So, the title of this Marriage Insight is: “Sarcasm Can Damage a Marriage Relationship.” The question is: Does sarcasm always damage a marriage? No! If it isn’t mean spirited or if it isn’t directed to make fun of anyone else at his or her expense, then sarcasm can sometimes be funny. And we’re all for funny! Laughter can be “good medicine.”
But if, in trying to be funny it: “Stings, Aggravates, Retaliates, is Controlling, Alienates, Shames or Manipulates” (an acrostic put together by Dale & Jena Forehand for S.A.R.C.A.S.M.)—it isn’t funny—not to the person on the receiving end; it’s just plain out mean spirited. And nothing should be funny about that!
Sarcasm in Marriage
Steve and I often share sarcasm in lighthearted ways. We sometimes enjoy dry humor that has an edge to it. But we’ve learned (the hard way) that this edge had better be a soft one rather than a cutting one. If not, it can hurt the other person. And if we hurt our spouse, we can cause damage to our relationship. If we’re both genuinely laughing (and no one else is hurt by it) then there’s no harm done. The remark can bring levity into a difficult day. But if someone is hurt in the process, then it’s not good at all.
The dictionary defines sarcasm as a “sneering or cutting remark. …The word sarcasm comes from the ancient Greek word sarkázein, which meant ‘to tear flesh.’ That verb became a metaphor for ‘speaking bitterly.’” When you look at it that way… OUCH! We had better be careful!
We can easily fall into the trap of zinging each other with sarcasm. Sometimes we’ve been with those who have done this to the other spouse. And that is a very uncomfortable place to be! We just want to tip toe unseen out of the room. Often times that spouse will say, “just kidding.” But watching one spouse humiliate the other isn’t funny. It’s not funny to the receiving spouse, and not to us. When one spouse tears at the other, it’s no laughing matter.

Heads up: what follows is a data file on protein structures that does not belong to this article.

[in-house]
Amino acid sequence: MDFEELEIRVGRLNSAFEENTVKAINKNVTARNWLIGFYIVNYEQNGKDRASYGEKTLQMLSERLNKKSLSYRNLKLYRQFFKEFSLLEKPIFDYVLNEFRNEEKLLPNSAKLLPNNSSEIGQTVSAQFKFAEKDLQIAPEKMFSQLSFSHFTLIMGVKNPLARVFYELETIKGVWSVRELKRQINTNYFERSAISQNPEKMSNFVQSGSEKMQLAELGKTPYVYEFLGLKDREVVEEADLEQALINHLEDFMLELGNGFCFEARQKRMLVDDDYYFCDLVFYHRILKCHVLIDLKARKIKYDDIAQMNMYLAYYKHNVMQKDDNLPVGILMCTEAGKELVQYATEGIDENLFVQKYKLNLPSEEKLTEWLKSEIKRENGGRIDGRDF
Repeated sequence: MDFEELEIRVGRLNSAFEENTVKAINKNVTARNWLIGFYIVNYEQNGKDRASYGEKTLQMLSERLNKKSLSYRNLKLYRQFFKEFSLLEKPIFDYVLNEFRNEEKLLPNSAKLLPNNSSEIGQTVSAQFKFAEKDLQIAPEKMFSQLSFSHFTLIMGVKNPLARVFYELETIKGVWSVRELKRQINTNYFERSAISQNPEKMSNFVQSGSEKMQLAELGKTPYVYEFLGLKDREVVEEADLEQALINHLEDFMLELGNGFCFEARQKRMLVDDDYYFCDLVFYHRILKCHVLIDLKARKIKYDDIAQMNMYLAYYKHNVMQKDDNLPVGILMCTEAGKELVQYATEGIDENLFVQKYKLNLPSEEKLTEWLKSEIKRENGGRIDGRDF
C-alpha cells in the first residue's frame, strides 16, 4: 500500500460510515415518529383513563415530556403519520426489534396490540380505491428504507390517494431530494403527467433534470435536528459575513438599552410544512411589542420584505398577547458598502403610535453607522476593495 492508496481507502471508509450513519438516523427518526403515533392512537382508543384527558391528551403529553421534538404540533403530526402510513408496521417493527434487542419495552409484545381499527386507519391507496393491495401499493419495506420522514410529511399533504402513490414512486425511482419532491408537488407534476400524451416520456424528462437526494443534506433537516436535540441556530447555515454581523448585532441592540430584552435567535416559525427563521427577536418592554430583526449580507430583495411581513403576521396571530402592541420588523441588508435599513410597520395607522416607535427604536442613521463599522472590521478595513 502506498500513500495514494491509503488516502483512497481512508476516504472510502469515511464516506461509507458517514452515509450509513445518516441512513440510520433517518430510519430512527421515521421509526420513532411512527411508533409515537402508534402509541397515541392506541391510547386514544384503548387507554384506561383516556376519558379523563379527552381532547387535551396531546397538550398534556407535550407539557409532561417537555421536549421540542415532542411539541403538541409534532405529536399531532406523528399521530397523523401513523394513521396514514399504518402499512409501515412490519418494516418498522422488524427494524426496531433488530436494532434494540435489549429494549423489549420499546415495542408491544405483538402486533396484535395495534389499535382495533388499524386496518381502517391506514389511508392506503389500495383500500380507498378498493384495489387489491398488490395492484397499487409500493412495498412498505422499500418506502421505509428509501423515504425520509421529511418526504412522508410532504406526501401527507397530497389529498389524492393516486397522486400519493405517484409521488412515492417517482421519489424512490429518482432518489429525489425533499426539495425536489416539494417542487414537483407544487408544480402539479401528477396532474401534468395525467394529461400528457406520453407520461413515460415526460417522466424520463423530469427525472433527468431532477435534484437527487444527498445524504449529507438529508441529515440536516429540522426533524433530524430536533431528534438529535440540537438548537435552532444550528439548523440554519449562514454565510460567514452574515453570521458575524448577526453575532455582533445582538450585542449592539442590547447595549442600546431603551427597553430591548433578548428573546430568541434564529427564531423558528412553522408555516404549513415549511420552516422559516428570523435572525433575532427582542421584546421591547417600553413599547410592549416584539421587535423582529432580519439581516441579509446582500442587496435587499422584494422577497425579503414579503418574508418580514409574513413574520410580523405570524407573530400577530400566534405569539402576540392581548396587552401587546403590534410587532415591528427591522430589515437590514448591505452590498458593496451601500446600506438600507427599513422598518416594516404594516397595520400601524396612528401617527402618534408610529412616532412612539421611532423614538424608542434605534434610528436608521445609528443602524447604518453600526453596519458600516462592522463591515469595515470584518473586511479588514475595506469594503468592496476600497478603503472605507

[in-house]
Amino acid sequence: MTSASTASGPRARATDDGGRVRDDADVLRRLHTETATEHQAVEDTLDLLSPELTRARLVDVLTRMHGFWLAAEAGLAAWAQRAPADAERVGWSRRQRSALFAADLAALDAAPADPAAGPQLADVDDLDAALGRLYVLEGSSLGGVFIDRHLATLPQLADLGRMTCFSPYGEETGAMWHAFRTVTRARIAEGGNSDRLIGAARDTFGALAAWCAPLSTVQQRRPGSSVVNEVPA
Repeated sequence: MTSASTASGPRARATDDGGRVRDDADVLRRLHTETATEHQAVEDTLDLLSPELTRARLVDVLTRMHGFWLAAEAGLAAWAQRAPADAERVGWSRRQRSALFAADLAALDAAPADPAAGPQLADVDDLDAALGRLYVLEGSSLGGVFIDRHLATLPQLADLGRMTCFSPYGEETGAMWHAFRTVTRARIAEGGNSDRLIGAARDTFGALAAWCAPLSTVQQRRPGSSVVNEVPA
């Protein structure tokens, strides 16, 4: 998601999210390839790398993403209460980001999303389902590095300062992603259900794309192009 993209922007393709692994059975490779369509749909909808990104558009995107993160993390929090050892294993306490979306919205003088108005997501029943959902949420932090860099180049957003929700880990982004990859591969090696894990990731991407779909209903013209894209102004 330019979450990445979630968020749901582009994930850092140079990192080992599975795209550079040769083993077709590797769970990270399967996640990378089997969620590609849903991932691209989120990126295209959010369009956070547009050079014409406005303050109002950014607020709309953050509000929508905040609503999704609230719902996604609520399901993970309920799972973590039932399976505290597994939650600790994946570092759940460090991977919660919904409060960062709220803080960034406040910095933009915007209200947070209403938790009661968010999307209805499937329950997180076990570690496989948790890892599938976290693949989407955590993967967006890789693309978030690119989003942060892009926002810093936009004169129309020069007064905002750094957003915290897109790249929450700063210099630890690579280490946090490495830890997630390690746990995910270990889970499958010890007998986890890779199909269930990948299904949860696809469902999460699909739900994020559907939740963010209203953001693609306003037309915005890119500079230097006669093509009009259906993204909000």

Sometimes It’s Just Not Funny!
This is what Dr Betty Philips says about teasing that hurts. And we totally agree with her:
“Hostile teasing, picking, biting humor or sarcasm too often can be insults poorly disguised as humor. They’re also ‘double bind’ communications, which cause frustration, personal pain and anger in the recipient. The disguised message runs as follows. ‘I’m making fun of you and belittling you; but it’s only humor. I don’t really mean what I just said. There’s something wrong with you when you don’t accept my statements at face value as teasing even though my words are critical and hostile.’ The more clever and witty the comment, the more difficult it is to respond.” (From Dr Philips article, “Teasing: Just Joking?”)
Sarcasm Isn’t Always Humorous
That’s so true, isn’t it? I have a close relative that uses this type of “humor.” I put the word humor in quotation marks because often I don’t find his remarks to be humorous. Over and over again he’ll say, “I’m just kidding.” But to me, his remarks were just hurtful. And when I was younger, I didn’t know what to say.